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05 June 2019

South African sand miners’ deaths spark industry outcry

First publishedon www.AggBusiness.com
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ASPASA Nico Pienaar.JPG
ASPASA director Nico Pienaar

The proliferation of borrow pits to simplify the supply of sand and aggregates for South African road construction crews has once again come under the spotlight following the recent deaths of two workers at a borrow pit in Limpopo.

The two had apparently been digging sand for a road construction project when a collapse occurred and buried them under tonnes of sand and debris. Despite rescuers attempts they could not be rescued in time and succumbed to injuries on site. Two other workers were recovered by police rescuers and were hospitalised with serious injuries.

The latest incident has spurred a call from surface mining industry association, ASPASA, for the Government to put an urgent end to all forms of illegal mining including the mining of sand and aggregates from unlicensed borrow pits. The Regulator has also been called upon to urgently act on this type of illegal mining to avoid further loss of life.

ASPASA director Nico Pienaar says he hopes that the reappointment of Minerals and Energy Minister Gwede Matashe will hasten the process, as he is well aware of the problem. “ASPASA believes there will be a better focus on the issue of illegal mining, especially in the North of the country - which is especially prone to Illegal mining of sand.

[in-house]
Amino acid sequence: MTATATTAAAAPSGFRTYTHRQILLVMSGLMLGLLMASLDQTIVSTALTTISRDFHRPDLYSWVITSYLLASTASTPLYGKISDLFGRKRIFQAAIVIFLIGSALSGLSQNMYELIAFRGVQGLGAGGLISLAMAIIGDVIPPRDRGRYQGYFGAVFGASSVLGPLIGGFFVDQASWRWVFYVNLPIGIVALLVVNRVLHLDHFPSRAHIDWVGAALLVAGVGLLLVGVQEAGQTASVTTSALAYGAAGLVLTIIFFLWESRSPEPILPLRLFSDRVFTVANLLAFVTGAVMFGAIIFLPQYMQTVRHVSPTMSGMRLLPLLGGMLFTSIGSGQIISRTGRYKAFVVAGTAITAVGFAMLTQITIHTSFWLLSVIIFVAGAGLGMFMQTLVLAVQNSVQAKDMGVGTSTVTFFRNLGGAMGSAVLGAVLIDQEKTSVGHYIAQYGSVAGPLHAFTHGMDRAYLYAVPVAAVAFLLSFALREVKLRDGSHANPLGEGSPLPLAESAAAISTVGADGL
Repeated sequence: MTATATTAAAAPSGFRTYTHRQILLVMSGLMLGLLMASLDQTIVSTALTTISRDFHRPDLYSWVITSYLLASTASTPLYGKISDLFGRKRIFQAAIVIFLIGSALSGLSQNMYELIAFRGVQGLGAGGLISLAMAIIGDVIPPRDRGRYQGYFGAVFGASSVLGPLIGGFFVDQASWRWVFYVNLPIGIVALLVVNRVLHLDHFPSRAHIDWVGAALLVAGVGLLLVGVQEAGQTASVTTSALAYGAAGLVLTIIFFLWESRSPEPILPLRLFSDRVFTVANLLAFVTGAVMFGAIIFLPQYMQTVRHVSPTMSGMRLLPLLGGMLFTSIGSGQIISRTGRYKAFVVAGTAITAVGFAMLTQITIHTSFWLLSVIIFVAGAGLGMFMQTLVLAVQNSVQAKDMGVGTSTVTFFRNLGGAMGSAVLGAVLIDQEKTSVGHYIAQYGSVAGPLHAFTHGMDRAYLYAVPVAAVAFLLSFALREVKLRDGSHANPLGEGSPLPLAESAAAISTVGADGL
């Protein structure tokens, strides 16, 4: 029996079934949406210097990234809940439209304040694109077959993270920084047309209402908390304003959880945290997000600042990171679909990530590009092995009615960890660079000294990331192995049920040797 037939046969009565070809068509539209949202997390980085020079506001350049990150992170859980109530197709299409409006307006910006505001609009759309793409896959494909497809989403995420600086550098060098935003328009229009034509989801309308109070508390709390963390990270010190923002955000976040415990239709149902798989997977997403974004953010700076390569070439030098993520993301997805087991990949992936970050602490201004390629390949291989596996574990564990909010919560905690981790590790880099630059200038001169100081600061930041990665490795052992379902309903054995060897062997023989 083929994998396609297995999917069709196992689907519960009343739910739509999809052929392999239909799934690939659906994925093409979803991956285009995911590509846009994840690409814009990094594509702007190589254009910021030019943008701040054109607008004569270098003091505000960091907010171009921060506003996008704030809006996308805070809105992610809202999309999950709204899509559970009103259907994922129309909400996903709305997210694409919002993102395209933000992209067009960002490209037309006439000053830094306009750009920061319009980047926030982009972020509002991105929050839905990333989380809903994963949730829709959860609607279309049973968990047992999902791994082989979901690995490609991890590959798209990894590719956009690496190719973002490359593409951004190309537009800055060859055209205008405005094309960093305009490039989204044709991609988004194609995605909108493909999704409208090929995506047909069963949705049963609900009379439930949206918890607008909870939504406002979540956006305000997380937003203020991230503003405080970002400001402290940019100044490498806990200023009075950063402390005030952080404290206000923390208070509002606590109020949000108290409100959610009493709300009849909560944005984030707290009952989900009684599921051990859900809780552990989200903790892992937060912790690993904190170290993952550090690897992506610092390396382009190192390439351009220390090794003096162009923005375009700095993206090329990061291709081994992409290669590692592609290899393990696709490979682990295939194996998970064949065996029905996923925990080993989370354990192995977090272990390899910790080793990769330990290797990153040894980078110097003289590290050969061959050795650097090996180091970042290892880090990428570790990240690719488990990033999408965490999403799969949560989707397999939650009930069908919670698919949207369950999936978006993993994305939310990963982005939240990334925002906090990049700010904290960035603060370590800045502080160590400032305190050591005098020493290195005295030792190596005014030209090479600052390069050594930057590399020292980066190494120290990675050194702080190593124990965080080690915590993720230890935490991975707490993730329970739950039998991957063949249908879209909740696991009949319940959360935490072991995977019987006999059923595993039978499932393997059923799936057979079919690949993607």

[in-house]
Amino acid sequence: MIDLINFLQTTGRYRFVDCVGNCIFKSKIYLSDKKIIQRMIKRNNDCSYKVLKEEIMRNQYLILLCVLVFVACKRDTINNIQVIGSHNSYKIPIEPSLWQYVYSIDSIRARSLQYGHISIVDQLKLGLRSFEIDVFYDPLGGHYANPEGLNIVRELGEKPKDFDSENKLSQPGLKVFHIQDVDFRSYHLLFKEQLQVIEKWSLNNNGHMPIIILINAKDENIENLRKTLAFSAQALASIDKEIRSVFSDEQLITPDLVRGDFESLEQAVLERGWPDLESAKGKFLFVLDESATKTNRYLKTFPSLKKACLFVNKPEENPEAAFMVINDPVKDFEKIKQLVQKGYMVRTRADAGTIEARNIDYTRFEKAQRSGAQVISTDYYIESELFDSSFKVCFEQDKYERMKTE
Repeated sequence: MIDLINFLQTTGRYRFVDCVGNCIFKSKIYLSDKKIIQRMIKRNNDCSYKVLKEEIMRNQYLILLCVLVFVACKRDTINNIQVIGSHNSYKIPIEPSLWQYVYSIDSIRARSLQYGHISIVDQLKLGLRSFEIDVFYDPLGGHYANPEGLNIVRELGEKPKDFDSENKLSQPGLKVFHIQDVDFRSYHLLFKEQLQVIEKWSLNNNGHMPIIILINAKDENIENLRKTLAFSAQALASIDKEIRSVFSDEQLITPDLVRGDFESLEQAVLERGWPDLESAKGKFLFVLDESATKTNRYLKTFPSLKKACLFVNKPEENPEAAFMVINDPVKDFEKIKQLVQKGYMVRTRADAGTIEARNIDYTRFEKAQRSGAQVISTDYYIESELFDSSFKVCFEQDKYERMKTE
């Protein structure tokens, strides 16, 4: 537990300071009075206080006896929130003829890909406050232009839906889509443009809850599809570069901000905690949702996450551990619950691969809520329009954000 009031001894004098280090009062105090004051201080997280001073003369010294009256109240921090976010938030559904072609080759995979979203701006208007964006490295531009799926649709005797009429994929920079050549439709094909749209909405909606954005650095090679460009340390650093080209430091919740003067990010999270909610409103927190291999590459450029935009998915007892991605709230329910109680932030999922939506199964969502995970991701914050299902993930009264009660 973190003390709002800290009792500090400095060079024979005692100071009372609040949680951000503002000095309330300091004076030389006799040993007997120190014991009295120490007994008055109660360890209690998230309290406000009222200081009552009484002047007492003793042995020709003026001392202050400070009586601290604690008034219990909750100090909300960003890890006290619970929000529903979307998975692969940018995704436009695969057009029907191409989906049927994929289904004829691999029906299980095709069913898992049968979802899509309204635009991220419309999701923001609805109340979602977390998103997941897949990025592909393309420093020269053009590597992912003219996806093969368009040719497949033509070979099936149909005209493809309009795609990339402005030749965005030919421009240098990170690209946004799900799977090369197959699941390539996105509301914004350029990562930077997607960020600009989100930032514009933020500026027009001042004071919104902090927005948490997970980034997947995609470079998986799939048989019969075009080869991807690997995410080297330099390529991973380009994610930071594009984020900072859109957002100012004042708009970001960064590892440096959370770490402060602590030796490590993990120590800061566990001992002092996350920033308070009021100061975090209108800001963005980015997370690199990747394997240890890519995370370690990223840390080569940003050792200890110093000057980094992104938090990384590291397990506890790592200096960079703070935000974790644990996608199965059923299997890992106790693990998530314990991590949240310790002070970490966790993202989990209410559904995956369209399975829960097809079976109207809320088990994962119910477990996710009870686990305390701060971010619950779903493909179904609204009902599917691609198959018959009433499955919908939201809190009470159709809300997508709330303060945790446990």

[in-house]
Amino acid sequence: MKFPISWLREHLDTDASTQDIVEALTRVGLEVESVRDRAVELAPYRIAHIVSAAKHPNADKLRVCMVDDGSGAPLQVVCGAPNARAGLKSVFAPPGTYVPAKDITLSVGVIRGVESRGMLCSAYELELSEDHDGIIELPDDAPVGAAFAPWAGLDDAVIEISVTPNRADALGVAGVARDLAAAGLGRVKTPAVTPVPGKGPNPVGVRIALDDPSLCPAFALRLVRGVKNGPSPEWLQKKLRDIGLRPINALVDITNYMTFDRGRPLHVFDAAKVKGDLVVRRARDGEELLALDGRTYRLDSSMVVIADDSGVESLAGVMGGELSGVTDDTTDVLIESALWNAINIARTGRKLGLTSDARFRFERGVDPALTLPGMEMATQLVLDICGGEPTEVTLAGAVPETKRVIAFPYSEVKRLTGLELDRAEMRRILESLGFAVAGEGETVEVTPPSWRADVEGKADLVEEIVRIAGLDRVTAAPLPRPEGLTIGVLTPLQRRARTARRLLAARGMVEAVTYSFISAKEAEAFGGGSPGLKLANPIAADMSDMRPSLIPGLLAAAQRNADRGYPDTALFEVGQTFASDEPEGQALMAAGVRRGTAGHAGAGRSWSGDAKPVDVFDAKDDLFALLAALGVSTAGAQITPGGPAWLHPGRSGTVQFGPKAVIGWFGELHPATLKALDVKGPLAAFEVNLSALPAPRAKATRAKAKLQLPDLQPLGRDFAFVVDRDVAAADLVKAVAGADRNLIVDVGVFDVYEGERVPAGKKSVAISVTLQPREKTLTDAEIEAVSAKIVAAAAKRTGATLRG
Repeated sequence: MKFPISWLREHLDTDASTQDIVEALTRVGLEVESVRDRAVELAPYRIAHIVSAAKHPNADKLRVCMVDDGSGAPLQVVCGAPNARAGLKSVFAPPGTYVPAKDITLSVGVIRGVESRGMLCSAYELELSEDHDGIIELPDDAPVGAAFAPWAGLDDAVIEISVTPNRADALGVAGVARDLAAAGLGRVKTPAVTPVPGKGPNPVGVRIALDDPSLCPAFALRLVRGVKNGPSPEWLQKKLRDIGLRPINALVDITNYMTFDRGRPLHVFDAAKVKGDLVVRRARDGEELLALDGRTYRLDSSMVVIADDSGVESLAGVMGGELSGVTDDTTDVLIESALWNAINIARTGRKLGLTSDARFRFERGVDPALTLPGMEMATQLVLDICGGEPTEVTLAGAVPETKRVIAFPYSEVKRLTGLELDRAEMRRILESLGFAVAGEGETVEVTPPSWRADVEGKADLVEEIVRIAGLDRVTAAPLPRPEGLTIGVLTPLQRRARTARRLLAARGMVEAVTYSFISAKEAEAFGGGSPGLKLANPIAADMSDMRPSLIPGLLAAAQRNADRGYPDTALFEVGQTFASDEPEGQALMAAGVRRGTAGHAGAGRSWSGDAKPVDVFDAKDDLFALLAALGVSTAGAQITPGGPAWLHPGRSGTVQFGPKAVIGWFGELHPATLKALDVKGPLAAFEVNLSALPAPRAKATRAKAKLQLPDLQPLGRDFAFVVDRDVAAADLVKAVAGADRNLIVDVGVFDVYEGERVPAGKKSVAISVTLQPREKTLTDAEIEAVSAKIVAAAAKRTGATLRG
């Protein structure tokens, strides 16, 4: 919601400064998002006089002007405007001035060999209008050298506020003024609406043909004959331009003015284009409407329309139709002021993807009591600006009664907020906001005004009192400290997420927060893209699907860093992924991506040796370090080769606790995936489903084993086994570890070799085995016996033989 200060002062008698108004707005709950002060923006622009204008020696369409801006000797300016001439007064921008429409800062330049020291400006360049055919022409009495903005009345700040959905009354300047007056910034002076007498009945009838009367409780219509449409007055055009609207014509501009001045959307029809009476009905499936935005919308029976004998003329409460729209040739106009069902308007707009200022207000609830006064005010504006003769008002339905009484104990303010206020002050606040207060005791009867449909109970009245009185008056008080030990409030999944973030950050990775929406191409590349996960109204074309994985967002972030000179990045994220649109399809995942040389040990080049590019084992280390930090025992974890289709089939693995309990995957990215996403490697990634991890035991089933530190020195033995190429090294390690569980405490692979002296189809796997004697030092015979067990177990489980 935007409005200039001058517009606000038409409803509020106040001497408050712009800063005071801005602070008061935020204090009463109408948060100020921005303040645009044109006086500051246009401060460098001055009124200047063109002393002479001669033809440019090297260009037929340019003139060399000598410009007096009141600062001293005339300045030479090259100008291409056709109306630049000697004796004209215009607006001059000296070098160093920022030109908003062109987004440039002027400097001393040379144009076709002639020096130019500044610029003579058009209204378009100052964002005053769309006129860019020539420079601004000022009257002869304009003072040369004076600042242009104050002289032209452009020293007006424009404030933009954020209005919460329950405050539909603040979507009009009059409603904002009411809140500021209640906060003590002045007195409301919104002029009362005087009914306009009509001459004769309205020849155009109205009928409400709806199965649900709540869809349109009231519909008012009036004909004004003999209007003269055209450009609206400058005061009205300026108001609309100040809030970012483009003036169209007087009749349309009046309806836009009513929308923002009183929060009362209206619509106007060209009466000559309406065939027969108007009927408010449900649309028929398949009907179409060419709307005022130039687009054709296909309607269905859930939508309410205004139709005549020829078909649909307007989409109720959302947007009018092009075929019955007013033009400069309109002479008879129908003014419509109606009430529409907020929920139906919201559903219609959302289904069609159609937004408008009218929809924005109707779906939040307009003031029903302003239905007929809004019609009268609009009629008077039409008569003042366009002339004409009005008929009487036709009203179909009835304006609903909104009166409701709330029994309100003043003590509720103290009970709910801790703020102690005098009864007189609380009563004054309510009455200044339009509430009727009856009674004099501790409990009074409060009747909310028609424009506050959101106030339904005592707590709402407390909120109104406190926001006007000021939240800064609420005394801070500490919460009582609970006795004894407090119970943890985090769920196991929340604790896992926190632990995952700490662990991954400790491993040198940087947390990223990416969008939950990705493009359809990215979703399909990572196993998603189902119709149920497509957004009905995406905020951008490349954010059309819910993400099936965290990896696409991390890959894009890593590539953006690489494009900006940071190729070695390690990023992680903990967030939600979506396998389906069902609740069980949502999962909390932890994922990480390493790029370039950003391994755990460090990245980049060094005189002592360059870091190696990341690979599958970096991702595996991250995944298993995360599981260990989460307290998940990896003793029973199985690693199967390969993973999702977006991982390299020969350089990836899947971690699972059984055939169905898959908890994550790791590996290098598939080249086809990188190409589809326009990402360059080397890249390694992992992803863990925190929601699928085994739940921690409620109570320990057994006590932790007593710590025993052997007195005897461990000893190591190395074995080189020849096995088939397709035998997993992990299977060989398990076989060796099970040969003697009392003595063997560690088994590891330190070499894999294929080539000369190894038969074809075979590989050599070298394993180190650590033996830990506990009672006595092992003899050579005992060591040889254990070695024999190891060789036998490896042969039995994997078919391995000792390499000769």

“The regulator seems to focus on the established and legal operations with frequent visits and demands, while the industry is competing with illegal operations, who don’t pay the minimum wages, nor attend to Health and Safety or even worse the environment.

“This allows for unregulated business (which needs to be focused on by the departments) such as SARS (no VAT or taxes are paid), Water Affairs, Environmental Affairs, SAPS, Home Affairs (illegal migrants) and then the Department of Mineral Resources. If all these departments get together and work together then the problem could be resolved quickly, but it seems that the decay of the Government departments have gone much deeper than is believed.

“Some time ago, Minister Mantashe closed some of the Department of Mineral Resources regional offices due to funny business taking place, ASPASA was requested to report any unprofessional activities to the Ministers’ offices which we have done. We now wait to see what the changes will be now that the Minister has a second stint in this portfolio,” concludes Pienaar.

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